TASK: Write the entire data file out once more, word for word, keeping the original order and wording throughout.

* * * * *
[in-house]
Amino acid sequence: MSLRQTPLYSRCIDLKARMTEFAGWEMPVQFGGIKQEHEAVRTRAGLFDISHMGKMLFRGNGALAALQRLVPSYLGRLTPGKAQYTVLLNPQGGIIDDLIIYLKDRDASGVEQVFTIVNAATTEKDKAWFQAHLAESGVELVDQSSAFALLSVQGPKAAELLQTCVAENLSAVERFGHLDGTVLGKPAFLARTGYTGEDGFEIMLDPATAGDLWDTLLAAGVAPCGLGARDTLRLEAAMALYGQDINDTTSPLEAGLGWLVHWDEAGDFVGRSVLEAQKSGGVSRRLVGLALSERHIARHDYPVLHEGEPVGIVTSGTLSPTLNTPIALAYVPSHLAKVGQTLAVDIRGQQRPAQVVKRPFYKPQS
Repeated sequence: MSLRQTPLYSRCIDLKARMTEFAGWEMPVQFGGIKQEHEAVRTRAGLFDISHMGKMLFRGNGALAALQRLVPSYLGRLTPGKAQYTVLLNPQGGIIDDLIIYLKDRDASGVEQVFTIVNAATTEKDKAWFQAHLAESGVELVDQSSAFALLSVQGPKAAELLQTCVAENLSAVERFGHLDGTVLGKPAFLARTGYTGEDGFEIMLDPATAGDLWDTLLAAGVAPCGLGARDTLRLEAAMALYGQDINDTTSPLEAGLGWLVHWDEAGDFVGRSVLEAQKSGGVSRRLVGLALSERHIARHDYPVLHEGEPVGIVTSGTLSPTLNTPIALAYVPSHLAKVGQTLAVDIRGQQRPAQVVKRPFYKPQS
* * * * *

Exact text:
[in-house]
Amino acid sequence: MSLRQTPLYSRCIDLKARMTEFAGWEMPVQFGGIKQEHEAVRTRAGLFDISHMGKMLFRGNGALAALQRLVPSYLGRLTPGKAQYTVLLNPQGGIIDDLIIYLKDRDASGVEQVFTIVNAATTEKDKAWFQAHLAESGVELVDQSSAFALLSVQGPKAAELLQTCVAENLSAVERFGHLDGTVLGKPAFLARTGYTGEDGFEIMLDPATAGDLWDTLLAAGVAPCGLGARDTLRLEAAMALYGQDINDTTSPLEAGLGWLVHWDEAGDFVGRSVLEAQKSGGVSRRLVGLALSERHIARHDYPVLHEGEPVGIVTSGTLSPTLNTPIALAYVPSHLAKVGQTLAVDIRGQQRPAQVVKRPFYKPQS
Repeated sequence: MSLRQTPLYSRCIDLKARMTEFAGWEMPVQFGGIKQEHEAVRTRAGLFDISHMGKMLFRGNGALAALQRLVPSYLGRLTPGKAQYTVLLNPQGGIIDDLIIYLKDRDASGVEQVFTIVNAATTEKDKAWFQAHLAESGVELVDQSSAFALLSVQGPKAAELLQTCVAENLSAVERFGHLDGTVLGKPAFLARTGYTGEDGFEIMLDPATAGDLWDTLLAAGVAPCGLGARDTLRLEAAMALYGQDINDTTSPLEAGLGWLVHWDEAGDFVGRSVLEAQKSGGVSRRLVGLALSERHIARHDYPVLHEGEPVGIVTSGTLSPTLNTPIALAYVPSHLAKVGQTLAVDIRGQQRPAQVVKRPFYKPQS